The barter that the right offers to the Greens in Germany: nuclear extension in exchange for speed limits on motorways | International
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The gas crisis, which has the German government on alert, has brought about a new debate on nuclear energy in Germany and the maximum speed on motorways. In the middle of the summer political recess and with Chancellor Olaf Scholz on vacation in Bavaria, the two Christian Democratic parties (CDU and CSU) have proposed an unprecedented political exchange: they would be willing to accept a speed limit on motorways – one of their historic red lines — in exchange for an extension of the useful life of nuclear power plants —something that cannot be renounced until now for Social Democrats and Greens—.
The proposal has sparked a strange political debate in the leading European economy and threatens to cause a crisis within the government coalition. The reason? Both Chancellor Scholz’s Social Democratic Party (SPD) and The Greens, led by Economy and Climate Minister Robert Habeck, oppose any delay in shutting down the three remaining nuclear power plants in Germany, which should close by the end of this year. The third leg of the Executive, the liberal FDP party, opposes the imposition of a speed limit, but has joined the conservative opposition in calling for the life of atomic reactors to be extended. The extension of these facilities would make it possible to reduce both the burning of coal —the most polluting fossil fuel— and gas —whose supply is far from guaranteed for winter.
Despite the rejection of greens and social democrats, nothing has been decided for now. The Minister of Foreign Affairs, the also green Annalena Baerbock, admitted on Saturday in an interview in the newspaper bild which does not rule out an extension for the three remaining nuclear power plants in Germany. “Now we are in an emergency situation in which we are examining everything again,” said the minister, who warned of the risks of a return to nuclear energy beyond 2022. “After all, in Germany we do not abandon nuclear energy because yes. In these difficult decision-making processes, it is always important to take each step based on the facts,” she said.
A spokesman for the Ministry of Economy and Climate Protection has acknowledged that the Government has commissioned energy providers to carry out a stress test for the electricity grid in order to determine if the energy supply could be guaranteed this winter, even if there is a total cut off of Russian gas. The final decision will come only when the results of this test are known, which may take several weeks.
The opposition leader and president of the CDU, Friedrich Merz, assured the ZDF channel that he believes that the parties of the government coalition will agree to take this step. “I anticipate that by the end of the year we will see how the useful life of nuclear power plants is extended,” Merz said.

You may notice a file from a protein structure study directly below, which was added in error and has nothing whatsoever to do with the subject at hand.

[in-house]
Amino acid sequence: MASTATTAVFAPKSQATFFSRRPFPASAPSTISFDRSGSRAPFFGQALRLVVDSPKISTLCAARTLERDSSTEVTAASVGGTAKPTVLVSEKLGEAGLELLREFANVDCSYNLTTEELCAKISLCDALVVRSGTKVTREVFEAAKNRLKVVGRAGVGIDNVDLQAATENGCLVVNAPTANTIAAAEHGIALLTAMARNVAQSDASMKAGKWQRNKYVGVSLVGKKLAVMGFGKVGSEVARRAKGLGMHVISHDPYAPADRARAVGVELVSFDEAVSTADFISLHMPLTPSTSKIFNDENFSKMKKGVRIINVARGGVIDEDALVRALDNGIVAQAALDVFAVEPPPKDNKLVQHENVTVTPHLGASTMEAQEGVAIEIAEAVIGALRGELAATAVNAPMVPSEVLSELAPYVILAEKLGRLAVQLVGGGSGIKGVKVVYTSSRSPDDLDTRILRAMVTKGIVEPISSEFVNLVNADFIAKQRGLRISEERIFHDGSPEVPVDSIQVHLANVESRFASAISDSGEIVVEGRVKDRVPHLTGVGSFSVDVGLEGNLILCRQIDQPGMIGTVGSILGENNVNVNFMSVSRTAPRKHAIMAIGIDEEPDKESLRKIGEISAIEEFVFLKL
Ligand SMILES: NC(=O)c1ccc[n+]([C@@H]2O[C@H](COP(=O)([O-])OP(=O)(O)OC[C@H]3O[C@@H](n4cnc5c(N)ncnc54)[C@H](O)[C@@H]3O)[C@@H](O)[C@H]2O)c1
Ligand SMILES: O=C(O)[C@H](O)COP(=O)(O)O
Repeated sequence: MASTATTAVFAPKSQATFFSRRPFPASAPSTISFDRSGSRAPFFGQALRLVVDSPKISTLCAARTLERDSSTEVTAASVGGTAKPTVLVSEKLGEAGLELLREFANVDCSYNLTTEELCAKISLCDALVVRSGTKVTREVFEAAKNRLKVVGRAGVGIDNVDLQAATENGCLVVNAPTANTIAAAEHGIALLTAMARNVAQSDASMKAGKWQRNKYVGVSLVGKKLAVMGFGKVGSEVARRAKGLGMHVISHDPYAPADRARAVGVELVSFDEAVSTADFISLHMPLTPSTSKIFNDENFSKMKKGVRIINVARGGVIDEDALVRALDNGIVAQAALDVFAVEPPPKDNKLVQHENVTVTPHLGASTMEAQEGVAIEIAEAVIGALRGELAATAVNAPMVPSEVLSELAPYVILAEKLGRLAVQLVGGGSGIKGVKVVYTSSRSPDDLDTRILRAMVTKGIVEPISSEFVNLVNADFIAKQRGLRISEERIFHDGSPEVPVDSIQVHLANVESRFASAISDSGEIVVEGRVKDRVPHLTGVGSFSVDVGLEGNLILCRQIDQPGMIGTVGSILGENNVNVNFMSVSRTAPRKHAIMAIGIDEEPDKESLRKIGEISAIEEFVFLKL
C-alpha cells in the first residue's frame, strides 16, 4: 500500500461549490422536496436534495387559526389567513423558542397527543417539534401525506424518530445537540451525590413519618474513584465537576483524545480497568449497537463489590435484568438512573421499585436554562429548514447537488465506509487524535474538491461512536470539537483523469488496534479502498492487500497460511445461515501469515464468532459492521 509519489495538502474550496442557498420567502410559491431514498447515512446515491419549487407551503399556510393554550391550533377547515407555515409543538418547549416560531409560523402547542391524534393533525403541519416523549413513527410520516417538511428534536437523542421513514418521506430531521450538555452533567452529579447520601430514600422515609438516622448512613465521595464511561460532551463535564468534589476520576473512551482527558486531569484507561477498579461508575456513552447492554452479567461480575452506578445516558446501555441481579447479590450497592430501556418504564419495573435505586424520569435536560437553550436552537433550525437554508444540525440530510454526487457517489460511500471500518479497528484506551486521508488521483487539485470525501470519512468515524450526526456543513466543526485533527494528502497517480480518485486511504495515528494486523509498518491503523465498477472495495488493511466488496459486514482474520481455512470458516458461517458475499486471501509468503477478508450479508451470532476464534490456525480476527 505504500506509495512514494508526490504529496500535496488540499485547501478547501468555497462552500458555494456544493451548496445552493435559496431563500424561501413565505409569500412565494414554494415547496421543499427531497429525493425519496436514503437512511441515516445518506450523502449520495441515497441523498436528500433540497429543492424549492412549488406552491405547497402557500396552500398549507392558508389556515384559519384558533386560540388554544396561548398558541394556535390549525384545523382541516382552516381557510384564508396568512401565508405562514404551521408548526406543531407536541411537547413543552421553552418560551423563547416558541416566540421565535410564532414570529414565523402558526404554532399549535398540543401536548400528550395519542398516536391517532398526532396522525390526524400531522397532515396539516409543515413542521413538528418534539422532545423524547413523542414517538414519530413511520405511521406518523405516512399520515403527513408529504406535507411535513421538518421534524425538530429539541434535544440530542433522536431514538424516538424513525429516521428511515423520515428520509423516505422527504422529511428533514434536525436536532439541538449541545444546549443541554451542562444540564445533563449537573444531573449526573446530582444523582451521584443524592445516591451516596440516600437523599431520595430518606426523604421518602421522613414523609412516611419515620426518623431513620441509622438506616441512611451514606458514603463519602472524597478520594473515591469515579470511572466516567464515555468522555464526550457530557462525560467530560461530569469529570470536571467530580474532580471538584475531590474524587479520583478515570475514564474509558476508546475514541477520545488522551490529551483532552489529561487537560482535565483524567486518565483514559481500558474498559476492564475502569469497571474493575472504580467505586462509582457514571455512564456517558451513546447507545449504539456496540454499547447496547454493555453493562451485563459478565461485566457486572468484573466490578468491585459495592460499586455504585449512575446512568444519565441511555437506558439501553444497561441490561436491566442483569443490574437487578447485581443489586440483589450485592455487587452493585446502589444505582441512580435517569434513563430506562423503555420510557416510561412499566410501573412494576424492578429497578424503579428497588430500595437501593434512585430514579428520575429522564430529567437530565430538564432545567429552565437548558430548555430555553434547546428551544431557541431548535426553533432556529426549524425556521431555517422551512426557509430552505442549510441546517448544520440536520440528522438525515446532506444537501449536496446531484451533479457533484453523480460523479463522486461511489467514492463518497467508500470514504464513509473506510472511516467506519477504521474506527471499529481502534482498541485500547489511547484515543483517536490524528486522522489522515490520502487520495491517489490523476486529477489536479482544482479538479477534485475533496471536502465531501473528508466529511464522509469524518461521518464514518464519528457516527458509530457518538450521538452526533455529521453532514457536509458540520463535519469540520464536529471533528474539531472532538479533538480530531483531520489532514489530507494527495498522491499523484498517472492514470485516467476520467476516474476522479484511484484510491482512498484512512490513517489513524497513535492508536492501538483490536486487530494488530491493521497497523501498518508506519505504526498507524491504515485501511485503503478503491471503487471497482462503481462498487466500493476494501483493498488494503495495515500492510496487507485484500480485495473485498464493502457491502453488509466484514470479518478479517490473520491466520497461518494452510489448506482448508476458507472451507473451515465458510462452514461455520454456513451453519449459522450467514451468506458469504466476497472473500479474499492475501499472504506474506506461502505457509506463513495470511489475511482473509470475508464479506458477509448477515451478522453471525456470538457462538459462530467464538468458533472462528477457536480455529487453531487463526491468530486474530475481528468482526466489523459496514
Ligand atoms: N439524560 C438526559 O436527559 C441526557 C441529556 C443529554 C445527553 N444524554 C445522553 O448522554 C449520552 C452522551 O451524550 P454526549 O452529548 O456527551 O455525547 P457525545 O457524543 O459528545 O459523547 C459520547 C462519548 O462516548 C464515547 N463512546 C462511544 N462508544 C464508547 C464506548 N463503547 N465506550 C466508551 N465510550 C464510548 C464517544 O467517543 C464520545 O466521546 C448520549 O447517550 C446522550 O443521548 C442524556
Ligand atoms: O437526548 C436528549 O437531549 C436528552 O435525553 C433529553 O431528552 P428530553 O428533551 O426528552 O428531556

For now, the liberals in the FDP have rejected the trade between putting speed limits on highways in exchange for extending the useful life of nuclear plants. His parliamentary spokesman, Christian Dürr, dropped that the exchange was out of place, but defended the nuclear extension. “The Government must do everything possible to close the impending gas gap. Increasing the lifetime of these plants could make a significant contribution, but the speed limit would not,” he stated.
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Two other leaders of the conservative formation have taken advantage of the proposal to take advantage of the cracks in energy policy in the tripartite government that governs Germany. “We need energy! Some colleagues from the SPD and the FDP also see it that way, but it is not possible because of the Greens”, slipped the president of the CDU, Friedrich Merz.
More forcefully, Alexander Dobrindt, parliamentary leader of the Bavarian Christian Social Union (CSU), mixed the green party with Russian President Vladimir Putin, accusing them of putting Germany’s prosperity at risk. “Putin turns off gas and the Greens turn off nuclear power. This causes a blackout in winter,” he said.
Setting a general speed limit of 130 kilometers per hour on motorways has been the subject of bitter debate for years. This controversy has gained strength in recent years, after several polls pointed to a narrow majority of citizens who defend this cap. According to a calculation carried out by the Federal Environment Agency and released last April, this measure would reduce fuel consumption by 600 million liters per year and annual carbon dioxide (CO2) emissions by 1.5 millions of tons.
Until now, not only the FDP and the two Christian Democratic parties were in the front line against the speed limit: also Chancellor Scholz seemed to be in that group. But the war in Ukraine has changed the rules of the game.
Still without accepting the barter proposed by the CDU, the coalition Executive has begun to backtrack on its traditional nuclear policy, pointing out that the issue is not ideological but technical. And he has suggested a possible change of position on the closure of the three plants, hinting that he will analyze whether leaving those facilities in operation for longer could help boost energy security.
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